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UpdatesApr 15, 2015

How to avoid being liable for negligence

Today’s bulletin examines an employer’s duty of care under common law principles…

Until next time…

By Charles Power

[Ed note: In Monday’s bulletin, Charles Power discussed the recent decision of the NSW District Court in Trolan v WD Gelle Insurance and Finance Brokers (2014). This case concerned an employees’ claim in negligence for psychological injury, caused by a director’s sexual harassment, intimidation and bullying.

You may recall that the Court found that the employer was both:

Monday’s bulletin focused on how an employer can be vicariously liable for an employee’s actions. Today’s bulletin examines an employer’s duty of care under common law principles…

Until next time…]

Trolan Part 2: Understanding liability for negligence

What is common law?

As you probably know, common law refers to the principles and precedents laid down by courts through decided cases. This is different to the role courts play in interpreting and applying:

When does your common law duty of care arise?

The common law recognises that you, as an employer, owe a non-delegable duty to your employees to take reasonable care to avoid exposing them to an unnecessary risk of injury in the workplace.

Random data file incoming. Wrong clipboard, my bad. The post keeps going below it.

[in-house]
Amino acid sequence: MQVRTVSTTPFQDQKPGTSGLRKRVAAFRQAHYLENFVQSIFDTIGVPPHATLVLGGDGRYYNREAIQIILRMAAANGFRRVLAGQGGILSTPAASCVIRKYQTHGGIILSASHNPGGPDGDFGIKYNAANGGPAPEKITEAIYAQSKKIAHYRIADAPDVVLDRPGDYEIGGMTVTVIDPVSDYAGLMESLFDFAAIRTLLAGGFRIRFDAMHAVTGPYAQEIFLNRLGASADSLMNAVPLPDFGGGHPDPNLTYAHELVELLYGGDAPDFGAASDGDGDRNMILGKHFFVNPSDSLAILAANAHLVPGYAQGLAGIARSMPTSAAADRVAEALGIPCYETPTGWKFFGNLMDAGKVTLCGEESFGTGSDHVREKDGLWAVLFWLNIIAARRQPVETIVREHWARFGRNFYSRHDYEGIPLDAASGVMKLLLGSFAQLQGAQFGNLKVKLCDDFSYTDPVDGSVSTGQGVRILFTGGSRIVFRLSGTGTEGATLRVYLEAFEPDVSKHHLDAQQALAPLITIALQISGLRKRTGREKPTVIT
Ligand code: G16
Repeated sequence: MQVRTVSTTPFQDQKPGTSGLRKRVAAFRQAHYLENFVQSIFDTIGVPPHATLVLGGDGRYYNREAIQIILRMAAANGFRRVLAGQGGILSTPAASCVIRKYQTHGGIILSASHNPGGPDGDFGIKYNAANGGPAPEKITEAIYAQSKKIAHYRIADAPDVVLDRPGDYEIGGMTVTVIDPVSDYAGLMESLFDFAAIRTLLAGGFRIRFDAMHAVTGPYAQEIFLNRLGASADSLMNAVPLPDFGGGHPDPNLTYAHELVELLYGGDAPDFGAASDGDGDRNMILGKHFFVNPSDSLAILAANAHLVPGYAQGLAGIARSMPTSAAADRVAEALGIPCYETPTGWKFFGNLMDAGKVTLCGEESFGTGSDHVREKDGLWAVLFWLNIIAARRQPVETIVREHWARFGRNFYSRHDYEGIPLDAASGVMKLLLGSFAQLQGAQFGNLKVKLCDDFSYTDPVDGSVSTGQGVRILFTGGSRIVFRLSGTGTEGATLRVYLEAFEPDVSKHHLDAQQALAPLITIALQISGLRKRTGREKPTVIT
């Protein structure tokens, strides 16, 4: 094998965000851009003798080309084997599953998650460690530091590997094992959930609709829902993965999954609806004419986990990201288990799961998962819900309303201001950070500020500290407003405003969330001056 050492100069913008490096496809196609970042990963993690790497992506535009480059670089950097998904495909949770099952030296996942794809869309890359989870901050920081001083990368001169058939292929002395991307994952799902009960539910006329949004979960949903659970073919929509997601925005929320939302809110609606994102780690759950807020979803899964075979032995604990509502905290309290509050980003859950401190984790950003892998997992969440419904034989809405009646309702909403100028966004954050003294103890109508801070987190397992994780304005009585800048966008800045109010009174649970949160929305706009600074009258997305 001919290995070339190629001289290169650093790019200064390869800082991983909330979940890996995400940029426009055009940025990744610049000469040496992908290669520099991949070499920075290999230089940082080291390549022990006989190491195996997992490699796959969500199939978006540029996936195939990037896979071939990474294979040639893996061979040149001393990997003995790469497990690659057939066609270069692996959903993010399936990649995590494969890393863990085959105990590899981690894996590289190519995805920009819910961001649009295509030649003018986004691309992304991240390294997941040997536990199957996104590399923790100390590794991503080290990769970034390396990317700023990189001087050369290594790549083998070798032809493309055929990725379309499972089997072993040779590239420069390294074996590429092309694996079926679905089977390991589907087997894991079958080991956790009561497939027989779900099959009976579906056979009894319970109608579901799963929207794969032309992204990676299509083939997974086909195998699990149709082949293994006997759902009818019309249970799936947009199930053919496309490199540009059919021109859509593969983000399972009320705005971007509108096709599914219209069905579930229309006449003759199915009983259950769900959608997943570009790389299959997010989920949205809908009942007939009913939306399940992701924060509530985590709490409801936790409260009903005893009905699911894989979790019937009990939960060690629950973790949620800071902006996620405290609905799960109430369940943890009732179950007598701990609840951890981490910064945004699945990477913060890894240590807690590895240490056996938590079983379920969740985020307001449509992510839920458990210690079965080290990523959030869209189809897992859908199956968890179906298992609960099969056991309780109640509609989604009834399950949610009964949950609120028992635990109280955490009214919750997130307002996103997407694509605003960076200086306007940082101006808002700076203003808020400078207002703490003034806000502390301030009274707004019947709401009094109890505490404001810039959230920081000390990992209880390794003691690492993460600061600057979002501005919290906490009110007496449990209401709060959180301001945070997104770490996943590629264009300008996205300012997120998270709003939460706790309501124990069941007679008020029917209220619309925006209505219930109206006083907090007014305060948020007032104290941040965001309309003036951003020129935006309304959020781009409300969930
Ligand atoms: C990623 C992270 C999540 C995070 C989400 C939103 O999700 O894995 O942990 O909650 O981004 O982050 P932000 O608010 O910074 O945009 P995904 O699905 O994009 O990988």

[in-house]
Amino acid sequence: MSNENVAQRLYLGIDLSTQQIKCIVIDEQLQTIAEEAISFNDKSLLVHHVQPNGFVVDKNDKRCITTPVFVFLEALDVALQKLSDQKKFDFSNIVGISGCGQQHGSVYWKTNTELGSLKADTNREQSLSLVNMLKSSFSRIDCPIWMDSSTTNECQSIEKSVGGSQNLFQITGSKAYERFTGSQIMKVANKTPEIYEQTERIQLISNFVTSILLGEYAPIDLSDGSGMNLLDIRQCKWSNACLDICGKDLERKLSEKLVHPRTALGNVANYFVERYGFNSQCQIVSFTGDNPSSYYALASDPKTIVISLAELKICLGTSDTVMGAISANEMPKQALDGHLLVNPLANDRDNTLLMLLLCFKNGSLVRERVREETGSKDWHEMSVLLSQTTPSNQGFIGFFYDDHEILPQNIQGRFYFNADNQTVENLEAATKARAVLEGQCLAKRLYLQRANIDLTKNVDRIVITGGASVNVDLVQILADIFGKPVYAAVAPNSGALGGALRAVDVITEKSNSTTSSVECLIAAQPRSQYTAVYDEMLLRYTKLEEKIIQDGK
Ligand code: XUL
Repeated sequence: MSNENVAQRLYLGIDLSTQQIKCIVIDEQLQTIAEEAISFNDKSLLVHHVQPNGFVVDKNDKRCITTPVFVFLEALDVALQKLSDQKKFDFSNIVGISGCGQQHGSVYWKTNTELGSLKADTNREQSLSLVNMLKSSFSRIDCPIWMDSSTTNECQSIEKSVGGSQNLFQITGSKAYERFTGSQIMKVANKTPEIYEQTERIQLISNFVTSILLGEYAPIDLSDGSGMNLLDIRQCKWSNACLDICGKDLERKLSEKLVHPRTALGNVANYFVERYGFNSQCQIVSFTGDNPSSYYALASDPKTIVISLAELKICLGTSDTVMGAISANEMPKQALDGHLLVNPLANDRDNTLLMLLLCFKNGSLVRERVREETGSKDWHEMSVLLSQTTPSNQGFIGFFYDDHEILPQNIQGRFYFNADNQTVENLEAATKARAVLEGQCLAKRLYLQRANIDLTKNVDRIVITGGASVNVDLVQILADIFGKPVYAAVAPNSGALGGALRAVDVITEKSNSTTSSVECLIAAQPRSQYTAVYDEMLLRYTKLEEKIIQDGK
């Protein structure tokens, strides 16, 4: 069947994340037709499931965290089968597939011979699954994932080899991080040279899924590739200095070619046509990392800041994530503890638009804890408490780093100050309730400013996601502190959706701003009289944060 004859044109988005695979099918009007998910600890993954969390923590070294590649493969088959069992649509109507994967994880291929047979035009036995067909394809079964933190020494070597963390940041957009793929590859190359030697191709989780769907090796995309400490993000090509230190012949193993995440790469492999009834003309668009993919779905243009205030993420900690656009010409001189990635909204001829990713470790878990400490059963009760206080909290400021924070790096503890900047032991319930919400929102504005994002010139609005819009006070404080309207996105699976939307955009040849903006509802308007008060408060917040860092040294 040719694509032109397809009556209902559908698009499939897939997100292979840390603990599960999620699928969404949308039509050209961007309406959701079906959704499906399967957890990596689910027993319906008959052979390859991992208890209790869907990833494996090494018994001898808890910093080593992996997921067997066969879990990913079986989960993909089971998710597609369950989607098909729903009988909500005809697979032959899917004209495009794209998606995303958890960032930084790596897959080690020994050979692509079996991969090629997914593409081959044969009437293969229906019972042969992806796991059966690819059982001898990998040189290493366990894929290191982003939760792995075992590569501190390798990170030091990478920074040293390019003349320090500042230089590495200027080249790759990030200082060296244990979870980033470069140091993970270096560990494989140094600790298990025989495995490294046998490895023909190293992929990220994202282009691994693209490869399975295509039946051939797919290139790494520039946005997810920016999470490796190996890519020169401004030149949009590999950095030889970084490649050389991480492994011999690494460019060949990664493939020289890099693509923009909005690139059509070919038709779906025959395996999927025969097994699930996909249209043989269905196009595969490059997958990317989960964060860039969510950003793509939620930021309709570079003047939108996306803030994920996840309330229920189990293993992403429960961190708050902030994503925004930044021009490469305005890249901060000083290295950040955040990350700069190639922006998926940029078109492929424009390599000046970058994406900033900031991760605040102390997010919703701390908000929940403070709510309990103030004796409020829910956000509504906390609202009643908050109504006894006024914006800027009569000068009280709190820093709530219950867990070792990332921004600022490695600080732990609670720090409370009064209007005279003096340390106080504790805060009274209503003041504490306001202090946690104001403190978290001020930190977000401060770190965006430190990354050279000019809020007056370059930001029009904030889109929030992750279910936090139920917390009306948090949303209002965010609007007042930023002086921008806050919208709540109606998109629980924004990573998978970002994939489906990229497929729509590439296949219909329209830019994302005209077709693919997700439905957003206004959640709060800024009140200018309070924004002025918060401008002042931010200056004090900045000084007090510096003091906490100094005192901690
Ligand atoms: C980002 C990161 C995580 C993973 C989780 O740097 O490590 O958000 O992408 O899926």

Your common law duty of care arises when you can reasonably foresee the risk of injury to an employee.

When will you be negligent?

If you fail to take reasonable care to avoid injury being caused to a person you owe this duty of care to, you will be negligent.

This means that once you become aware of any bullying, intimidation or sexual harassment in your workplace, you are required to stop the employee from being exposed to this conduct.

In Trolan, the Court found that the employer’s duty was activated when:

How could negligence have been avoided?

A reasonable employer aware of the circumstances in the Trolan case would have taken steps to protect the employee. The employee’s psychological illness – and the employer’s liability for negligence –  could have been avoided by:

Regards,

Charles Power
Editor-in-Chief

Employment Law Practical Handbook

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